Master the fundamentals

The crash last year of so many dot-coms presents an important reminder for all of us: Success often depends on our ability to master the most fundamental aspects or our businesses or jobs.

02/01/2001


The crash last year of so many dot-coms presents an important reminder for all of us: Success often depends on our ability to master the most fundamental aspects or our businesses or jobs.

In the dot-com world, for example, many of the failures were blamed on flawed or nonexistent business plans, the critical foundations on which so much more is built. Other problems often cited were basics like customer service, capitalization, control of cash flow, and more. Investors frequently turned a blind eye to such fundamentals, thinking that the promise of extraordinary returns were worth the risk. In hindsight, it's easy to say that many of these businesses were doomed from the start.

Like businesses, the most successful sports teams and athletes always remember that the fundamentals are key to sustained success. Sure, in any given contest there's always the chance of winning against the odds, but every superior athlete never stops working on the fundamentals. Ask Tiger Woods.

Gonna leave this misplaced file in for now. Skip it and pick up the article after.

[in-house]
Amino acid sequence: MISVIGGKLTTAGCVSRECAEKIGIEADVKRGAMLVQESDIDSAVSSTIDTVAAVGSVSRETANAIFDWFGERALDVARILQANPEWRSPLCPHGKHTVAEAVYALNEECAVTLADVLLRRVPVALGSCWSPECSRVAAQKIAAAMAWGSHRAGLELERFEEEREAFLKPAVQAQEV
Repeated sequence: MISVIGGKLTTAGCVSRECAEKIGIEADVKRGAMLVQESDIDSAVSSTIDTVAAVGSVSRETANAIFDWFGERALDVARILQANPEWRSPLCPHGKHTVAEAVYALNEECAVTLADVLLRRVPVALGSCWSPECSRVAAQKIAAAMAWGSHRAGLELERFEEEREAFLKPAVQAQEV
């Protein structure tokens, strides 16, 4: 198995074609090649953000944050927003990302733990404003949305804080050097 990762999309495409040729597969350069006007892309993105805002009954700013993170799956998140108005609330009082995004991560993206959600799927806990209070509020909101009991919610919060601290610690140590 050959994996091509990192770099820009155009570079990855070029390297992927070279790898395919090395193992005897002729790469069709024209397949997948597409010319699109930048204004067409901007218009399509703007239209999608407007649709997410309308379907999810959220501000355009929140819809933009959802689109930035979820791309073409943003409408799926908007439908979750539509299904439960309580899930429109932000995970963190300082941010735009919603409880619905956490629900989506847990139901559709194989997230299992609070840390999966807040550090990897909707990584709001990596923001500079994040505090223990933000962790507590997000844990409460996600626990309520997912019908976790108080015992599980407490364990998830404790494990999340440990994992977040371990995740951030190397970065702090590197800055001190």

Likewise, good coaches never stop preaching and practicing the basics of their sports. And how often do we hear the sportscasters and analysts comment on how well - or not so well - a player or team is executing the fundamentals?

One of the fundamentals of manufacturing is a strong plant engineering and maintenance function. Quality products are not made in substandard plants on out-of-spec equipment. Productivity isn't maximized on poorly maintained machinery. Plants cannot be flexible and responsive when their equipment and systems need repair. Capacity is not assured when basic systems are inadequate or poorly designed.

And within plant engineering and maintenance the fundamentals are equally important. Some of these fundamentals are: customer focus, understanding of the business mission, planning and scheduling, organization, definition of critical equipment and activities, recordkeeping, and schedule compliance. Mastery of these elements lays the foundation for advancement, improvement, and growth.

The fundamentals don't, by themselves, ensure success any more than the foundation of a building guarantees the strength of the rest of the structure. But the latter is nearly impossible without the former. Problems are inevitable when the builder tries to skimp on the foundation and just concentrates on the upper floors.





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After two years of economic concerns, manufacturing leaders once again have homed in on the single biggest issue facing their operations:

It's the workers—or more specifically, the lack of workers.

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